DDT
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This lesson is about the pesticide DDT: when and why it was developed, how it saved hundreds of thousands of human lives, and what happened when people discovered it also caused some serious harm.

Danger! Mosquitoes!
Did you know that one of the most dangerous animals on the planet is the mosquito? Many native birds in Hawaii and other oceanic islands became endangered, and some are now extinct, in part because of diseases transmitted to them by mosquitoes. And mosquitoes spread a lot of diseases among humans, such as encephalitis, yellow fever, West Nile virus, and malaria.


Miracle Solution
Because of the problems that mosquitoes and other insects cause for humans, people were thrilled in 1939 when a Swiss chemist named Paul Muller discovered a chemical that killed mosquitoes and other insect pests. This chemical has a complicated structure, and a LONG name: dichlorodiphenyltrichloroethane. Chemists have rules for nicknaming chemicals with long names, and they called this one DDT. Scientists had created the first DDT in German laboratories in 1874, but no one had any use for it until Muller discovered how good it was at killing insects. And unlike the pesticides people had been using, like arsenic and hydrogen cyanide, DDT was not very toxic to humans. It also had some wonderful advantages:
  • It was a broad spectrum insecticide that killed just about every kind of insect without hurting mammals (including people!).
  • It was persistent, so one spraying lasted a long time.
  • It was insoluble, so it didn't dissolve in rain.
  • It didn't cost much money to make.


World War II started soon after Muller's discovery. Soldiers camping together had often died from diseases that mosquitoes spread from one soldier to another, and they often had problems with lice. But after they started "dusting" soldiers with DDT, many of the problems ceased. And when used in tropical areas dense with mosquitoes, DDT drastically cut down the number of people dying from malaria. Also, in the 1950s Dutch elm disease was destroying beautiful trees in many U.S. cities. The disease is caused by a fungus, but spread by insects, so people started spraying insecticides to protect the trees. Muller was given a Nobel prize for his wonderful discovery.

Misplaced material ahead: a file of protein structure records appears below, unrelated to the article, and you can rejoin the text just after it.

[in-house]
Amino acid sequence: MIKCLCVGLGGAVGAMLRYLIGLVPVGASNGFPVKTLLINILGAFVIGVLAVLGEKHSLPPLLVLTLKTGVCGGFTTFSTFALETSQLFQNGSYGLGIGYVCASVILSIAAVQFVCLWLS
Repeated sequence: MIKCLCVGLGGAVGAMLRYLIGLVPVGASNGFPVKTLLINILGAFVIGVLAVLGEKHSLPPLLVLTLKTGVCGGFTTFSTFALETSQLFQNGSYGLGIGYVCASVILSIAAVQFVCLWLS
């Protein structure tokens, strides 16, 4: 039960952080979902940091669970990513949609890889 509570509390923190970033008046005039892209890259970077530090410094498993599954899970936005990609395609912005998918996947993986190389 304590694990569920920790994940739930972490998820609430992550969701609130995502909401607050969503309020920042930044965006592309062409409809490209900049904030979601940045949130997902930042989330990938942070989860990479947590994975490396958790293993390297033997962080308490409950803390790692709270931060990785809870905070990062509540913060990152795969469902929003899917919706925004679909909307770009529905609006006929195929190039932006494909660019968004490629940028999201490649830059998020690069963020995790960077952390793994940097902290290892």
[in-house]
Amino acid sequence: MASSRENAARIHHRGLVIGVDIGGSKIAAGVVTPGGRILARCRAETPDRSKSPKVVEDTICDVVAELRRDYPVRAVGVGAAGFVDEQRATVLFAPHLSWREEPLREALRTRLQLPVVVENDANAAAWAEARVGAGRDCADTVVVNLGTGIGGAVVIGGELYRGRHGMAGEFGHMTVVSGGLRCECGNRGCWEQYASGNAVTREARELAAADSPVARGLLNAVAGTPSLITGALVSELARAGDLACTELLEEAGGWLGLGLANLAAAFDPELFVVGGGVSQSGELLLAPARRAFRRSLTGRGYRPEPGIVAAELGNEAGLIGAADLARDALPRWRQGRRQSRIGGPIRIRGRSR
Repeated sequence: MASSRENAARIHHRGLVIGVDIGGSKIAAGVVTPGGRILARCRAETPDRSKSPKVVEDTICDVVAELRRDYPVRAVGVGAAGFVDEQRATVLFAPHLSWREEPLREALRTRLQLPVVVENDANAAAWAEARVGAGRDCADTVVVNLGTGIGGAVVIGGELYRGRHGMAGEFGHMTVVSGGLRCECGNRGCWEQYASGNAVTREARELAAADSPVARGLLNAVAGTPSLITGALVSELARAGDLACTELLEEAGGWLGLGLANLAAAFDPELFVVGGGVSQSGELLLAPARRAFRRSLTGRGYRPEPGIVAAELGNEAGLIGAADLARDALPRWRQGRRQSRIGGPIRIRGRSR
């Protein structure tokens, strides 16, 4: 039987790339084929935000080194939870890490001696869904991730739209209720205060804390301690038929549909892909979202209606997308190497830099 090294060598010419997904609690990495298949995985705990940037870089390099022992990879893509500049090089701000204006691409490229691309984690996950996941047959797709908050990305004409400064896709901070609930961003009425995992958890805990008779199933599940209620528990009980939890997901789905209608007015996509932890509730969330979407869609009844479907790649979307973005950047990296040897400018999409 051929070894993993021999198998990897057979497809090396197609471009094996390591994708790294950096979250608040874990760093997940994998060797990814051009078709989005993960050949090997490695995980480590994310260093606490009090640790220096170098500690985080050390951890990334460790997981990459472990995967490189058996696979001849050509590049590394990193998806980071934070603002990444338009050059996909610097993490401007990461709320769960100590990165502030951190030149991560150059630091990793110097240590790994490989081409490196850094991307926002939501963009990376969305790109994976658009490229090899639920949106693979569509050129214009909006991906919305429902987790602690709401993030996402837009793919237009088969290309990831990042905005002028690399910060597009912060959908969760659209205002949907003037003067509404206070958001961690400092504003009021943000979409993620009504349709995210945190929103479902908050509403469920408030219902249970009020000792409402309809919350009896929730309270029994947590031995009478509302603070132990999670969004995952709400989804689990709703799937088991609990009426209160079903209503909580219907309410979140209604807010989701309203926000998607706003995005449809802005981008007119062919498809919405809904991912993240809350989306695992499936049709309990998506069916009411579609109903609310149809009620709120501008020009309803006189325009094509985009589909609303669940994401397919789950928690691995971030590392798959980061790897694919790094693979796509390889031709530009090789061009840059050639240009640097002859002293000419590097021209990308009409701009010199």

Nothing's Perfect
When DDT started being used, Bald Eagles and Peregrine Falcons were already becoming quite rare. The Bald Eagle Act was passed in 1940, and most of the eagle shooting ended. People thought the eagles would quickly recover, but they didn't. And by the 1950s, people were starting to notice something very ominous: virtually all the eagles people were seeing were adults. Young eagles take 4 to 6 years to assume their adult plumage, so this meant that few baby eagles had survived in at least 4 to 6 years.

Some people started noticing dead songbirds in their yards after trucks sprayed the air with DDT. A woman named Rachel Carson started researching the effects of pesticides on humans and birds and wrote her famous book, Silent Spring, which was published in 1962.

People realized the many problems caused by insects, but most Americans also recognized how important birds are. They didn't want to lose backyard songbirds. And when people found Bald Eagles and Peregrine Falcons dead, the carcasses showed dangerous levels of DDT in their fatty tissue and gonads: their organs of reproduction. Birdwatchers and scientists noticed that eagles that survived often didn't perform their mating rituals properly, and many were infertile. And ironically, Dutch elm disease kept spreading despite heavy DDT use.

A Persistant Problem
DDT is a persistent pesticide, meaning the molecule stays together as a poison for a long time before breaking down into smaller, less toxic substances. DDT sprayed in yards, gardens, farm fields and mosquito swamps fell to earth. Rain didn't dissolve it, but it did wash it down deep into the soil, and run-off carried it into lakes and streams. Worms feeding in the soil took it up in their bodies. Small creatures in lakes and streams took it up in their bodies. When larger animals such as fish ate these insects and worms, the DDT collected in their fatty tissue--this is called bioaccumulation. Fish, birds and mammals don't break down DDT easily, and it doesn't come out with their urine or poop--it simply remains in their fat. The more they ate, day after day after day, the more DDT collected. Which meant that the DDT was becoming more and more concentrated in their bodies. This is called biomagnification.